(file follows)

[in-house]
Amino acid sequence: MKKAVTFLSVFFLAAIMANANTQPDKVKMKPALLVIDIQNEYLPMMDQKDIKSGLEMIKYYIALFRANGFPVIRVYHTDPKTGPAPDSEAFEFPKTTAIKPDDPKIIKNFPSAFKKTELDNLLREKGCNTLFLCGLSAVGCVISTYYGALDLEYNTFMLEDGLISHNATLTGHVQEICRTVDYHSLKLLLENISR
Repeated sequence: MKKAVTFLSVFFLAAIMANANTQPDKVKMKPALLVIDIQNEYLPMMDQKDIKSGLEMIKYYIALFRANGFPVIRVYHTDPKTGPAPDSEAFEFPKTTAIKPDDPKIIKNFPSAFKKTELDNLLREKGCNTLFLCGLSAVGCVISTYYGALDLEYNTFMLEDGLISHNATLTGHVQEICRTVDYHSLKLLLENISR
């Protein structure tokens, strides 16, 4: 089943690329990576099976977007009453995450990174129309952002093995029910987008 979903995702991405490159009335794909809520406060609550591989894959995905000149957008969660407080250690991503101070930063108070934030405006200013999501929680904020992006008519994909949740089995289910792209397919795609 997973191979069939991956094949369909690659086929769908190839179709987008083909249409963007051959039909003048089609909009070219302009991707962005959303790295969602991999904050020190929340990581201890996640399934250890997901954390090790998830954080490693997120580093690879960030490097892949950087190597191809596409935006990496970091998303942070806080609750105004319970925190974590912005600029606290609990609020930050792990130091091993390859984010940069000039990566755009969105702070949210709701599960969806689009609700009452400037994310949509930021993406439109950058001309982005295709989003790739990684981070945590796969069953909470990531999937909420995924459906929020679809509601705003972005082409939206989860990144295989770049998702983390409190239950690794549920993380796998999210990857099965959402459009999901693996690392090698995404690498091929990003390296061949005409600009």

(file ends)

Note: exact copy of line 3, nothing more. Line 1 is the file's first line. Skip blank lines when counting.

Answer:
Repeated sequence: MKKAVTFLSVFFLAAIMANANTQPDKVKMKPALLVIDIQNEYLPMMDQKDIKSGLEMIKYYIALFRANGFPVIRVYHTDPKTGPAPDSEAFEFPKTTAIKPDDPKIIKNFPSAFKKTELDNLLREKGCNTLFLCGLSAVGCVISTYYGALDLEYNTFMLEDGLISHNATLTGHVQEICRTVDYHSLKLLLENISR